Seated at the entrance of the hall at National Museum, a 10th century stone Ganesha from Central Asia is having an interface with another representation of the elephant god across the room. This comes from 20th century Rajasthan, a pen and ink on paper. In the backdrop are parrots woven on a 19th century Kashmiri shawl, delicately embroidered in intricate patterns. For CL Bharany and his father RK Bharany the medium did not matter. All art was one. “The intention is to highlight the role of one collector and the huge donation made,” says Dr Giles Tillotson.
Having worked on a book on the collection, he is also co-curating an exhibition featuring it at the National Museum along with Pramod Kumar KG and Mrinalini Venkateswaran. “We have juxtaposed the pieces to showcase how RK Bharany had extremely diverse taste. He was not interested in hierarchies and did not distinguish between rural, folk and courtly,” adds Tillotsan.
The over 100 artifacts in the room testify his opinion. Collected over several decades, the pieces speak for the owners and their varied taste. Donated to the museum in 1976, while some pieces from the collection are part of permanent exhibitions, the remaining are usually in storage. “There is no central piece. All are equally important,” notes Tillotson.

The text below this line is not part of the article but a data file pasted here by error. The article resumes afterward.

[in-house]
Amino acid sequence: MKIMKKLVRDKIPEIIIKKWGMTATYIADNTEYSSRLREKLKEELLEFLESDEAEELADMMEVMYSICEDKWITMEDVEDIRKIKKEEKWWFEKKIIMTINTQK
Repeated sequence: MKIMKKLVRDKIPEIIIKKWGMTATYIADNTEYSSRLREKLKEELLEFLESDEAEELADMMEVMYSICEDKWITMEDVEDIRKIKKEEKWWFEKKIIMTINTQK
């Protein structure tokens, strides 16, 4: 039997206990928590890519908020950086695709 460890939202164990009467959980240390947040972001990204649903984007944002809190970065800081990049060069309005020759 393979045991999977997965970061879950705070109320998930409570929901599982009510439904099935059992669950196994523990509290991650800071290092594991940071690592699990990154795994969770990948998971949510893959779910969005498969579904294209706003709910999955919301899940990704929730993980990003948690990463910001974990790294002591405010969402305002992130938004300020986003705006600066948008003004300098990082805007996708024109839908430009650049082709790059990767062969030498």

There are highlights though. So Tillotson points out that the early 20th century painted Kathakali villain figure in wood is not common. “I know of only two more of them,” he says. Placed at the entrance in one of the inside rooms, the 17th century wooden Dwarapala from Kerala is also magnificent, much like the 18th century temple toran from Nepal.
There are lessons to take back home too. Pichwais might have the deity as the central figure now, but in the past its focus was varied. To present a 20th century Rajasthani pattern in a contemporary manner, the curators have it suspended behind a bronze Vishnu. The corner also has other mythological representations of Vishnu, from Ramgopal Vijayvargiya’s watercolour of Radha and Krishna to Hritkdas’s gouche of Sharada Devi and Ramakrishna goddess Kali.
The energies spent on exhibition design are also evident. For instance, shawls aren’t on the walls in a frame, but hung in corners, acting as backdrops. A 19thcentury phulkari creation is on the roof, above it’s reproduction on a plastic sheet which can be walked over. “The aim is to have an interaction with the collection,” notes Tillotson. So walk in and look for the reproduction of a 19th century embroidered shawl from Kashmir hanging as a canopy at the door. The original is inside the exhibition is believed to be used as one, once upon a time.
The exhibition at National Museum, Janpath, is on till August 14 Contact: 23792775